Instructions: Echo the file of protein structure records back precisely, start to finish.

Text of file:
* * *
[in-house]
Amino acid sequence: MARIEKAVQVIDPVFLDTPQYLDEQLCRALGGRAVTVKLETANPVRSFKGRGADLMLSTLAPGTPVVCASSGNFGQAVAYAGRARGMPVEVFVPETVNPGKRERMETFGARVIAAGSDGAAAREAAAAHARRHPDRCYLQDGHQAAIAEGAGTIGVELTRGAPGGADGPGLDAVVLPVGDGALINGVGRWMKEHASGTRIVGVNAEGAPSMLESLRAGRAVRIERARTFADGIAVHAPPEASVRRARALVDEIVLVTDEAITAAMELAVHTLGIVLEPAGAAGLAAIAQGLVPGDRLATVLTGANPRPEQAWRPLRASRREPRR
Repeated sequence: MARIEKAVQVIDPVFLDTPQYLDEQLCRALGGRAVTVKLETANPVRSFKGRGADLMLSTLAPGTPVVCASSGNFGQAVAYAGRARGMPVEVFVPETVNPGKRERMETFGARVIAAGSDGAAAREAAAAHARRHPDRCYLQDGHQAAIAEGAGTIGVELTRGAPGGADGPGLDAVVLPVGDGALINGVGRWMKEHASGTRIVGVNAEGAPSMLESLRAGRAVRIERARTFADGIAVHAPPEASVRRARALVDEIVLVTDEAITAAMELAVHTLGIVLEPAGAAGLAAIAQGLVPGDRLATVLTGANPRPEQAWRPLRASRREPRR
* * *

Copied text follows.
[in-house]
Amino acid sequence: MARIEKAVQVIDPVFLDTPQYLDEQLCRALGGRAVTVKLETANPVRSFKGRGADLMLSTLAPGTPVVCASSGNFGQAVAYAGRARGMPVEVFVPETVNPGKRERMETFGARVIAAGSDGAAAREAAAAHARRHPDRCYLQDGHQAAIAEGAGTIGVELTRGAPGGADGPGLDAVVLPVGDGALINGVGRWMKEHASGTRIVGVNAEGAPSMLESLRAGRAVRIERARTFADGIAVHAPPEASVRRARALVDEIVLVTDEAITAAMELAVHTLGIVLEPAGAAGLAAIAQGLVPGDRLATVLTGANPRPEQAWRPLRASRREPRR
Repeated sequence: MARIEKAVQVIDPVFLDTPQYLDEQLCRALGGRAVTVKLETANPVRSFKGRGADLMLSTLAPGTPVVCASSGNFGQAVAYAGRARGMPVEVFVPETVNPGKRERMETFGARVIAAGSDGAAAREAAAAHARRHPDRCYLQDGHQAAIAEGAGTIGVELTRGAPGGADGPGLDAVVLPVGDGALINGVGRWMKEHASGTRIVGVNAEGAPSMLESLRAGRAVRIERARTFADGIAVHAPPEASVRRARALVDEIVLVTDEAITAAMELAVHTLGIVLEPAGAAGLAAIAQGLVPGDRLATVLTGANPRPEQAWRPLRASRREPRR